DHHU 15000 t forging press.

At the end of the 2nd World War, the two largest forging presses in the world were located in the Ruhr area in Germany.
One, a 15000 ton 3-cylinder steam press, was located at Krupp in Essen and had also been built there in 1928.
The other was a 15000 ton 2-cylinder compressed air press built by Kreuser-Wagner in Dortmund.
This press was installed in 1932 at Dortmund-Hörder Hüttenunion.
The Krupp press went as reparation to Yugoslavia where it was later scrapped.
The DHHU press was dismantled in 1951 and sent to England where it was never rebuilt either.

With the help of an ancient plan I was able to locate the exact position of this press on the former Union site by now.

Klöckner’s first blast furnace in Bremen

Hochofen 4 Klöckner, Bremen was put into operation 60 years ago in April 1959.
Blast furnace 4 had a hearth diameter of 6,5 m and was meant to be the first out of 8 furnaces originally planned.
The beginning of integrated steel making in Bremen already marked the end of iron production in Klöckner’s Haspe and Georgsmarienhütte works in the long term.

Blast furnace 4 was finally closed down in March 1979.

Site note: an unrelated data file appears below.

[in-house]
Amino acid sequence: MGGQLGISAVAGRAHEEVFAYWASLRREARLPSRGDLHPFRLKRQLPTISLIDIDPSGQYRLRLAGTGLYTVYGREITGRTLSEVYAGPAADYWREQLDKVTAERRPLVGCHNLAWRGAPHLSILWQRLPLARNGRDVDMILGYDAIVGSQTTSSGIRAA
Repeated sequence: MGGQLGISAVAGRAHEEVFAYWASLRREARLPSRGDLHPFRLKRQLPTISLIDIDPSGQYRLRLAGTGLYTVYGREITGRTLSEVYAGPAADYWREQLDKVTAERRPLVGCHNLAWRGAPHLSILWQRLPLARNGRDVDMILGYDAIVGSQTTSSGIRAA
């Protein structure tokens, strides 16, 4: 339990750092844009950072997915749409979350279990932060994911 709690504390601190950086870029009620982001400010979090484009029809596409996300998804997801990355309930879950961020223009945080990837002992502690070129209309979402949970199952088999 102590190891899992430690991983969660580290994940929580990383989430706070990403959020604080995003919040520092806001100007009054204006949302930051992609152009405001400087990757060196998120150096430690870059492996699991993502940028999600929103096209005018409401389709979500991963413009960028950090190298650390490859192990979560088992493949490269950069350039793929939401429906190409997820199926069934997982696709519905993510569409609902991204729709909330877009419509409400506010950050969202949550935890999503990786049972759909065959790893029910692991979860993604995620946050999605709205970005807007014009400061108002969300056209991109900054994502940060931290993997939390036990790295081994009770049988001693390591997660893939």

Gienanth, Eisenberg

Giesserei Gienanth
The Gienanth iron foundry in Eisenberg, Germany, founded in 1735, is one of the oldest working industrial enterprises in south-western Germany.
Today the foundry runs a 30t/h hot blast cupola furnace, installed in 1978, four induction furnaces and three 60 ton holding furnaces.
Major products are blocks for stationary and ship diesel engines.
Further images.

The Last Blast Furnace In Duisburg-Ruhrort.

Hochofen 6 Thyssen in Duisburg Ruhrort.
50 years ago August Thyssen Hütte AG built the largest blast furnace in Europe at its plant in Duisburg-Ruhrort.
Blast furnace 6 had a hearth diameter of 11 metres, a volume of 2200 m³ and a total height of 100 metres. It was relined and modernized in 1983. Less than two weeks after the commissioning of the second blast furnace in Duisburg-Schwelgern, blast furnace 6 was shut down on November 9, 1993.
One year later, the 19,000 ton blast furnace was dismantled and shipped to India.
In 2000, the blast furnace was put back into operation 30 km south of Mumbai at Nippon-Denro-Ispats Dolvi works. Now called Dolvi No. 1.
In 2010, Ispat was acquired by JSW Steel.
In 2016, the former blast furnace 6 was replaced by a new 4.323 m³ furnace in just 4 days using the so called single block method.